Republican support of Mitt Romney falls, poll shows

(Senate Television via AP) In this image from video, Sen. Mitt Romney, R-Utah, signs the oath book after being sworn in for the impeachment trial of President Donald Trump in the Senate at the U.S. Capitol in Washington, Thursday, Jan. 16, 2020.

Washington • Sen. Mitt Romney’s approval among Republicans and independents appears to be slipping as he heads into the impeachment trial of President Donald Trump, where the Utah Republican is breaking with the president and GOP leaders by calling for at least one witness, former National Security Adviser John Bolton, to testify.

Romney, though, appears to be gaining traction with Democrats who are giving him better marks.

A Morning Consult poll shows an 18 percent drop of Romney’s approval rating among Republicans in the last four months of 2019 as compared to the quarter before that. And 9% of independents swung to disapproving of Romney quarter over quarter, the poll found.

A majority of Utah Republicans still back Romney — 57% in the last four months of 2019 — but that’s down from 65% the prior quarter.

Romney, a freshman, got a bump with Democrats late last year, with 46% of them approving of him in the fourth quarter compared to 42% the months before.

Overall, 48% of Utah voters support Romney’s job performance compared to 38% who disapprove. Some 14% weren’t sure.

Romney's office did not respond to a request for comment.

Romney is still more popular than his colleague Sen. Mike Lee, who earns approval from 46% of Utah voters compared to disapproval by 32%. Some 22% said they were unsure.

Morning Consult, which conducts polls nationwide, surveyed Utah voters at a time when Romney was raising concern about Trump’s dealings with Ukraine.

The Utah senator, who during his year in office has been supportive and also critical of Trump, said Trump’s phone call with the new Ukrainian president, Volodymyr Zelenskiy, was “troubling in the extreme.” A memo about that call shows Trump asking for a “favor” from the country to investigate a conspiracy about Democrats and also former Vice President Joe Biden and his son Hunter.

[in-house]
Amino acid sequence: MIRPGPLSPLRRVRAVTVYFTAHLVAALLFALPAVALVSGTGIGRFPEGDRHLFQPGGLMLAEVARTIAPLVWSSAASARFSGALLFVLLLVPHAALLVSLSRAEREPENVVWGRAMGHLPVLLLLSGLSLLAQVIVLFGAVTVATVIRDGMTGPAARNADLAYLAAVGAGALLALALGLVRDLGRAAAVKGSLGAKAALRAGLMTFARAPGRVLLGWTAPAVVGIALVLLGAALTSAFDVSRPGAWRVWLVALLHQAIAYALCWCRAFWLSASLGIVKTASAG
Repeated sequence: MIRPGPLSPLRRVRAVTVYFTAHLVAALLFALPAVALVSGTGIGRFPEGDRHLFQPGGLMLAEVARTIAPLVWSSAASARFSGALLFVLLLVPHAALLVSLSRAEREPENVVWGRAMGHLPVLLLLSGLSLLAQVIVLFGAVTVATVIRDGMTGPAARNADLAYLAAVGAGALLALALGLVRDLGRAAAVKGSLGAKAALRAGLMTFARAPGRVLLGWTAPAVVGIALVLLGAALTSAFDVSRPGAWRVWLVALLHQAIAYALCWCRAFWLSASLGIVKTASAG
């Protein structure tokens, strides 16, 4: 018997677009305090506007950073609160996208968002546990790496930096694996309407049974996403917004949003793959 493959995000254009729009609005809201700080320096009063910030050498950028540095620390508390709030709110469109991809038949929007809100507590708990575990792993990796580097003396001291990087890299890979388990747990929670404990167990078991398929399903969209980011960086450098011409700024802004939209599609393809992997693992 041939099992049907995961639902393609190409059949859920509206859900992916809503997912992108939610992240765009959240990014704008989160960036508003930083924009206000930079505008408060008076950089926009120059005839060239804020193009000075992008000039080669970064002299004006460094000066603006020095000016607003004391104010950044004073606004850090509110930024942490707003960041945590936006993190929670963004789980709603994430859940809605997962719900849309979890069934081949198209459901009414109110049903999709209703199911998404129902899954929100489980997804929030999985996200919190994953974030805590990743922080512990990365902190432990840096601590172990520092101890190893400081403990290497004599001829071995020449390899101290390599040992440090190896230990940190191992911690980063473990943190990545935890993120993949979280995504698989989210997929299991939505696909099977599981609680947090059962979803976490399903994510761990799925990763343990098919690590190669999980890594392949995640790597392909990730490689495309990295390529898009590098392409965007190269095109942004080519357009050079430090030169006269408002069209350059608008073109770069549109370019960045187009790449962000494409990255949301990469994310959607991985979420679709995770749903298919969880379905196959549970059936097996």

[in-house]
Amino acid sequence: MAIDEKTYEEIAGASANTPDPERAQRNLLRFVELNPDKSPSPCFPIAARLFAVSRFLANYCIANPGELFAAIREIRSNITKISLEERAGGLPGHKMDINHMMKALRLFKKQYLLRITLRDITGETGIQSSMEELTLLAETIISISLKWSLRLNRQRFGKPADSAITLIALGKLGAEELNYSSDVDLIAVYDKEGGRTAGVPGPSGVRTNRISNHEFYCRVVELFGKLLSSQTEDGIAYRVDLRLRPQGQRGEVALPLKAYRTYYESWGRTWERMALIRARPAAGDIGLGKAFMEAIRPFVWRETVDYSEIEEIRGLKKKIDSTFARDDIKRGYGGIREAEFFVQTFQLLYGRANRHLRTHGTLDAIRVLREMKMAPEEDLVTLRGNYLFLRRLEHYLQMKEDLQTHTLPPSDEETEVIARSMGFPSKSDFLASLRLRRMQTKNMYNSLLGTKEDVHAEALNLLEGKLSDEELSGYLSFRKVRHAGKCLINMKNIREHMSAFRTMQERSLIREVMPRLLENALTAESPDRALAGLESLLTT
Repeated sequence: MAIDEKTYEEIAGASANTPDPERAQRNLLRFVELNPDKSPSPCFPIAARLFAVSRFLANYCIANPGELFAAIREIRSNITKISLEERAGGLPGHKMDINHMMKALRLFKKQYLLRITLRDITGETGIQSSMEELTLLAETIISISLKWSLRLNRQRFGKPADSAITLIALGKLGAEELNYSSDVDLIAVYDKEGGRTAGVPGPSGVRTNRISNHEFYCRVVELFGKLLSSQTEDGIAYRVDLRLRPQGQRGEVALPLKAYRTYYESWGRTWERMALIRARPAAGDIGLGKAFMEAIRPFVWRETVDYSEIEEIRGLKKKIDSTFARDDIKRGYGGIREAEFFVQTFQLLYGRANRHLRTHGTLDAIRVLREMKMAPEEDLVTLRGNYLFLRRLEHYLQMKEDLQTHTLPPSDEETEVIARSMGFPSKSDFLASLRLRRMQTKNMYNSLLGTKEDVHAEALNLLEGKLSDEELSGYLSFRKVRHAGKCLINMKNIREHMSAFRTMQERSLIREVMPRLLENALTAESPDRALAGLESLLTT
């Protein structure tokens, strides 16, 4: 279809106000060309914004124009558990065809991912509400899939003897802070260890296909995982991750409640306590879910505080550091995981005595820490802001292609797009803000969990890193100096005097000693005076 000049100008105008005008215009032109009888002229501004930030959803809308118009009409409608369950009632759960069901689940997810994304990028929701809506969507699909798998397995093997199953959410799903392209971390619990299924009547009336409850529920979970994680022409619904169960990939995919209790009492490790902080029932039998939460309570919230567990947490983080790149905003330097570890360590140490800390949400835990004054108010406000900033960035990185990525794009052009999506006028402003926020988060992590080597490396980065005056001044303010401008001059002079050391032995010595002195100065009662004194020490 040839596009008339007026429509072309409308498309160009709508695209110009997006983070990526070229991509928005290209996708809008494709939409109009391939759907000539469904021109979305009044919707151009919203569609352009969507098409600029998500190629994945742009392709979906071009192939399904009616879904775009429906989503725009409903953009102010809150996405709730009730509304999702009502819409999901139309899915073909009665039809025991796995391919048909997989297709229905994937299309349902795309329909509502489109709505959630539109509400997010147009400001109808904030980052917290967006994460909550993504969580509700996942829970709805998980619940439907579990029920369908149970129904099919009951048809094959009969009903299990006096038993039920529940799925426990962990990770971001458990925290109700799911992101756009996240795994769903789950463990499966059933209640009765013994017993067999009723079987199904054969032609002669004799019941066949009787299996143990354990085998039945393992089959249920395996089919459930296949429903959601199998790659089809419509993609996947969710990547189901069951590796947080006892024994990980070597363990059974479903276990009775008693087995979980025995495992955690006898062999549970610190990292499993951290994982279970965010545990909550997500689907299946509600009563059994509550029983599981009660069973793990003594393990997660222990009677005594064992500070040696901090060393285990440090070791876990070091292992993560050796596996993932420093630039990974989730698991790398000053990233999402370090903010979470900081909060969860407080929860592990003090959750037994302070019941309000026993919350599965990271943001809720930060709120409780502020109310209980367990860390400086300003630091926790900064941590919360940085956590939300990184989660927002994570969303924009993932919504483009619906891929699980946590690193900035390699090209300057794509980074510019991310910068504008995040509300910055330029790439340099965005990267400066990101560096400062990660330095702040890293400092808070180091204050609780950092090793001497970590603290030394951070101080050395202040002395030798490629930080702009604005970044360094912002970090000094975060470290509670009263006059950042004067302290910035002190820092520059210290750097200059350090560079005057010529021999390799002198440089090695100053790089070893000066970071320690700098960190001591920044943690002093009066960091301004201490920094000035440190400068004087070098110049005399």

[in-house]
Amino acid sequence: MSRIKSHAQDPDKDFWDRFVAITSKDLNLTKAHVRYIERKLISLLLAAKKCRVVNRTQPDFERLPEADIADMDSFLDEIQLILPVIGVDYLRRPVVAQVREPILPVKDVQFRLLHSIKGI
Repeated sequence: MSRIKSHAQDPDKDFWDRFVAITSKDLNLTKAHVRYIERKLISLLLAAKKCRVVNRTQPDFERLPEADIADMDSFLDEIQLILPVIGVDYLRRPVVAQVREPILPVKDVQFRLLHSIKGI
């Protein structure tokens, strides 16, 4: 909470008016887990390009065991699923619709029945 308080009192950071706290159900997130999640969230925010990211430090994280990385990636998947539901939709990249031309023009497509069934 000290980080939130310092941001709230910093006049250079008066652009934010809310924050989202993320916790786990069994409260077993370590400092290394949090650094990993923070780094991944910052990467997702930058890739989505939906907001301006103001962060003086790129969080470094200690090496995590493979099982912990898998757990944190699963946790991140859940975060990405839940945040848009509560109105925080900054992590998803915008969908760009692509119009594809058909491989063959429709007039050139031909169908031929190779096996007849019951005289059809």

Trump at the time was holding back hundreds of millions of dollars in military and State Department aid to Ukraine, a move that is now at the center of the impeachment trial that will begin in earnest in the Senate on Tuesday.

Romney, a former Republican presidential nominee, is now one of a few GOP senators who say they would like to hear from witnesses in the Senate trial or at least aren’t set on a quicker process than Senate Majority Leader Mitch McConnell of Kentucky plans.

Meanwhile, an anti-Trump Republican group will air ads in Utah encouraging Romney to continue his support for witnesses as part of a $1 million TV, billboard and online campaign targeting vulnerable Republicans — and Romney, who is seen as a key vote to push the Senate to hear from witnesses.

While Chief Justice John Roberts presides over the impeachment trial as prescribed by the Constitution, a majority of senators controls the rules of the proceedings. Democrats, and two independents that caucus with them, control 47 seats and need only four votes to override the GOP majority.

Romney has said he would vote against immediately dismissing the charges Trump faces and supports a move, after opening arguments, to allow witnesses. Bolton, a key witness to the Ukrainian dealings, has said he would testify if subpoenaed.

“Romney is doing the right thing by supporting the testimony of Bolton, and we want his constituents and GOP colleagues to know it's the right thing, so we're continuing to promote this message,” said Carson Putnam, spokesman for the group Republicans for the Rule of Law, which includes conservative pundit Bill Kristol.

Putnam added that while some Republicans are staking out positions like Romney, the White House is pressuring GOP senators and the group wants to make sure Romney gets the support he needs.

“We want to let them know that there are still Republicans out there – more than is typically acknowledged, and more than the White House would like to admit – who expect our leaders to lead, to maintain the integrity of the Senate, and to stand for the rule of law,” Putnam said.

The group plans to unveil a billboard in Salt Lake City next week as the Senate trial begins.

Kristol, who founded the now-defunct Weekly Standard, said in a statement that the Constitution gives the Senate the “sole power” to try impeachments.

“But the Senate can’t try an impeachment without a trial, and there’s no such thing as a trial without evidence,” Kristol said.